by Pierce Nahigyan
Most notably the book did not burn when he chucked it in the fireplace. He had tried tearing the paper but it was of better stock than he expected. So he snapped it shut and tossed it onto the logs. It sat there while the logs crumbled to embers and ashes, no more perturbed than upon a bookshelf. The green alligator binding glowed, scales playing tricks with the light as if it were winking at him in silent laughter. Its smug adiathermancy was to be expected.
He pulled his pipe out of his pocket but then remembered he was not in his own home. He was doubly reminded when the light switched on in the drawing room and a young woman gasped at him and his disheveled overcoat. “Evening, ma’am,” he said.
“Who are you?” she squeaked. “What are you doing in this house?”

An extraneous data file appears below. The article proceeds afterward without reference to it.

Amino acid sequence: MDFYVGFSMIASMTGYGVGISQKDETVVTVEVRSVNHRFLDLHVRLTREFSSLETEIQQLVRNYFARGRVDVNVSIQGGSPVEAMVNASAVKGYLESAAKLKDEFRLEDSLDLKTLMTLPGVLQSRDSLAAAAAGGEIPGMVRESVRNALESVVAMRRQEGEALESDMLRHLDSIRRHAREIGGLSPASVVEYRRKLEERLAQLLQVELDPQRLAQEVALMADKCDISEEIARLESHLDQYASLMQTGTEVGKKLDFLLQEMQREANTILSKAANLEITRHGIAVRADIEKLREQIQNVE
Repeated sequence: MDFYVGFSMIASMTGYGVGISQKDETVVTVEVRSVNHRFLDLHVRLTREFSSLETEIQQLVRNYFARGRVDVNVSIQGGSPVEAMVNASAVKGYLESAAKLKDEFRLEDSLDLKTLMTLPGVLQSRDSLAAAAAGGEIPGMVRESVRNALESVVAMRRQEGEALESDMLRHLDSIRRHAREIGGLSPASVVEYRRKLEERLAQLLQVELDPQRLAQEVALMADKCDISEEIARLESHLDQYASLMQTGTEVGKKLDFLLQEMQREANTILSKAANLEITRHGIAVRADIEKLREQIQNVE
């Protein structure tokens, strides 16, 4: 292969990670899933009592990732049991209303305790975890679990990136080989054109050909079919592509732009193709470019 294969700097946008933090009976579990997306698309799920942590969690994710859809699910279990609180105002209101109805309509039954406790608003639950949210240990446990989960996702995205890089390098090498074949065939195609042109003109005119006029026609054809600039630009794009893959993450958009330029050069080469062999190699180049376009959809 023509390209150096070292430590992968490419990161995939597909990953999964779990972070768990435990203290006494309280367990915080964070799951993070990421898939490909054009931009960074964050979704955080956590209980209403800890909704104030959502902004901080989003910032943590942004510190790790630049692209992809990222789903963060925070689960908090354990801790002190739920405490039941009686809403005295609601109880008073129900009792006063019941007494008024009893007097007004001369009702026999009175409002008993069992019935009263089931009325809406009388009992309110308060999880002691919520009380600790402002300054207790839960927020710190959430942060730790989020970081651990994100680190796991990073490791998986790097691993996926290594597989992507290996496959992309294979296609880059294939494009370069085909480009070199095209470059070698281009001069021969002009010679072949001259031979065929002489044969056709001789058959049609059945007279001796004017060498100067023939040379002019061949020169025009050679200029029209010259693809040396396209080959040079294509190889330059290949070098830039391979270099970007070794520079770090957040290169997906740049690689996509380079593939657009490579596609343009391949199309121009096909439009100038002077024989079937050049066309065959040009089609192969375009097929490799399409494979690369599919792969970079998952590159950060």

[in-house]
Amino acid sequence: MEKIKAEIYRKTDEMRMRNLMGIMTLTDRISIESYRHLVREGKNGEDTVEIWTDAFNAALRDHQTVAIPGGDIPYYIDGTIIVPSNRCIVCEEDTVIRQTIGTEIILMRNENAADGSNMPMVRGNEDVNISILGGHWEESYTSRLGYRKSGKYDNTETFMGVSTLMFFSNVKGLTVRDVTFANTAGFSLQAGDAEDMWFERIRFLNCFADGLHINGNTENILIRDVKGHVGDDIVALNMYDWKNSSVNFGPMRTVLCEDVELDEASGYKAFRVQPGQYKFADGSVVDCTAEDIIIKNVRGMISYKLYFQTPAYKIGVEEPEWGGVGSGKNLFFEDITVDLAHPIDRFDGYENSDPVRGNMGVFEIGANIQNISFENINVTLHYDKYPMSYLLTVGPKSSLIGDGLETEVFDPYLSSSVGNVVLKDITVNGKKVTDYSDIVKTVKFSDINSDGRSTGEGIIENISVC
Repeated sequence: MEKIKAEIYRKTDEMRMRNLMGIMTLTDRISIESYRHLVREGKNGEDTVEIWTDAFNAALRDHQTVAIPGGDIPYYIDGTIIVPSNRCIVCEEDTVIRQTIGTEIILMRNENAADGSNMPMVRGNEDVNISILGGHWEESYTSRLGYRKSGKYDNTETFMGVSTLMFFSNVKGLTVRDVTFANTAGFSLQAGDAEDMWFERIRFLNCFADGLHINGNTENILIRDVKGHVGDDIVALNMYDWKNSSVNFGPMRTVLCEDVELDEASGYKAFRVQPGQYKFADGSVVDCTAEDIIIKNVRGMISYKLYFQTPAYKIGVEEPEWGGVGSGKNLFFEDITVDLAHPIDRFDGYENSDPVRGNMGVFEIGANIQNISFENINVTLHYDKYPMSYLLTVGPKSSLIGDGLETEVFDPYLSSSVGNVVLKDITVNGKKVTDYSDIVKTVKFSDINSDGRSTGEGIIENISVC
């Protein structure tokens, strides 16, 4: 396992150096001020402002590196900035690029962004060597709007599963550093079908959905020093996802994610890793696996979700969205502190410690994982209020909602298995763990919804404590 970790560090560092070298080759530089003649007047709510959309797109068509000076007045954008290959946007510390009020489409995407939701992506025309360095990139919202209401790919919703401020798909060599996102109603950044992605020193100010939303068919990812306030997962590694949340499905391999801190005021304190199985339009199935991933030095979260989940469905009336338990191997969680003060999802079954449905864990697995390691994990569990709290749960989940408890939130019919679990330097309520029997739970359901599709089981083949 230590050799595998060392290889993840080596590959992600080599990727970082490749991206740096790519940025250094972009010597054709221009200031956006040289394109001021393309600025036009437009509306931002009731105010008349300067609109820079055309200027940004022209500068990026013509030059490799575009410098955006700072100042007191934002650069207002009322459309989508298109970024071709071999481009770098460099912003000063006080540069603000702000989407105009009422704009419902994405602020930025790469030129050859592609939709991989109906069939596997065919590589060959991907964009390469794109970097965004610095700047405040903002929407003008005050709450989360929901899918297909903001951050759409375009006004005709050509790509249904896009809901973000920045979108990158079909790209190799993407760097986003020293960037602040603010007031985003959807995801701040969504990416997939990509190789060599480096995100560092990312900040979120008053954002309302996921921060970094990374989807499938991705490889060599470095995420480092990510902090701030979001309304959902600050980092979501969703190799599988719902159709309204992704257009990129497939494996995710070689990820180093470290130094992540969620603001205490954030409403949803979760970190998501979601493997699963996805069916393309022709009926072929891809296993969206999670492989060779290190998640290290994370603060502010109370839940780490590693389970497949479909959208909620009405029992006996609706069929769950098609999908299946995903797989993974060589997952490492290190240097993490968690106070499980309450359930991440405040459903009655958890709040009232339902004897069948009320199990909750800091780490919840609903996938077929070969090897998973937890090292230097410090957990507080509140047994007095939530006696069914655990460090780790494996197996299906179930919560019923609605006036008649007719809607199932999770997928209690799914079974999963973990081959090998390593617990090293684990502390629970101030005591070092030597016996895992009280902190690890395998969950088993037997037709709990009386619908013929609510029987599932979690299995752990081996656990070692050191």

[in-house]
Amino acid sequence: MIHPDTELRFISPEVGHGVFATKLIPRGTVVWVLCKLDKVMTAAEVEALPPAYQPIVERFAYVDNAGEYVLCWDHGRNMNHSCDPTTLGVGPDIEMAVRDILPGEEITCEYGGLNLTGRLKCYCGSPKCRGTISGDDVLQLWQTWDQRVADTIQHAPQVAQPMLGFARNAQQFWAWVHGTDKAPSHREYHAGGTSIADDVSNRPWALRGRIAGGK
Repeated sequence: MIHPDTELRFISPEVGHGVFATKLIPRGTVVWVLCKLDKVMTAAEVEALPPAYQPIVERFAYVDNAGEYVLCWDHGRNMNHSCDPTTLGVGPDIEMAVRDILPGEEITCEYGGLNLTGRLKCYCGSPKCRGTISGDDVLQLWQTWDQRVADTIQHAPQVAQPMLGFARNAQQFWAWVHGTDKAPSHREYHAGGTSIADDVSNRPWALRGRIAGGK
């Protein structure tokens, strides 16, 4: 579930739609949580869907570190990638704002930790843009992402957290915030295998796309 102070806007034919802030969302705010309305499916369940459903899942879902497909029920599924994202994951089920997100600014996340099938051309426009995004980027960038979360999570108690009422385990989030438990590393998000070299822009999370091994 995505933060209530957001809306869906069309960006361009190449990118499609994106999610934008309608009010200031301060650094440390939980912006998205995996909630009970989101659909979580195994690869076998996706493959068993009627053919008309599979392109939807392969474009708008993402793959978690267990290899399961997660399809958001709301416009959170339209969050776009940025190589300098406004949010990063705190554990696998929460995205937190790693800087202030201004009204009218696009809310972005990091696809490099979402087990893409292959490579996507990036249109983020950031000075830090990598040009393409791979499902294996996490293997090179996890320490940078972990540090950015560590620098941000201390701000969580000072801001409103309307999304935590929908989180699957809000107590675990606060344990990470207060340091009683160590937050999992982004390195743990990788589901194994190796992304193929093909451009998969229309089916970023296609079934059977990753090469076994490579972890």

“Now, now, ma’am,” he said, trying to keep her calm. She was not calm, so he would have to drag her back to calm or jump out the window. “Didn’t mean to disturb you it’s just that that book attacked me.” He pointed to the glowing tome in the fireplace. Maybe a log snapped or maybe it barked.
“Did you track in all this mud?” she said. It was one of the maids, he decided, a thin little scrap of a girl shaking in her dressing gown.
“Yes I did,” he said, “but I’m real sorry about that. Your garden’s wet and I needed to just check out this one book. There’s a spell, y’see, so I’ve been told, that flash bakes unwary accomplices. Look it’s all a bit technical, my name’s Charlie Ben Studdard, I’m a private investigator.”
For some reason that’s when the woman decided to scream. The whole house awoke like angry elephants. Charlie shoved his pipe back in his pocket and fished the book out of the fireplace with the poker. It was hot and snapped in his fingers and he tried to wrap it in his coat as he fell over an ottoman and a chaise longue and tangled up in a duvet and vaulted a love seat and knocked over a leather armchair on his way to tripping out the window.
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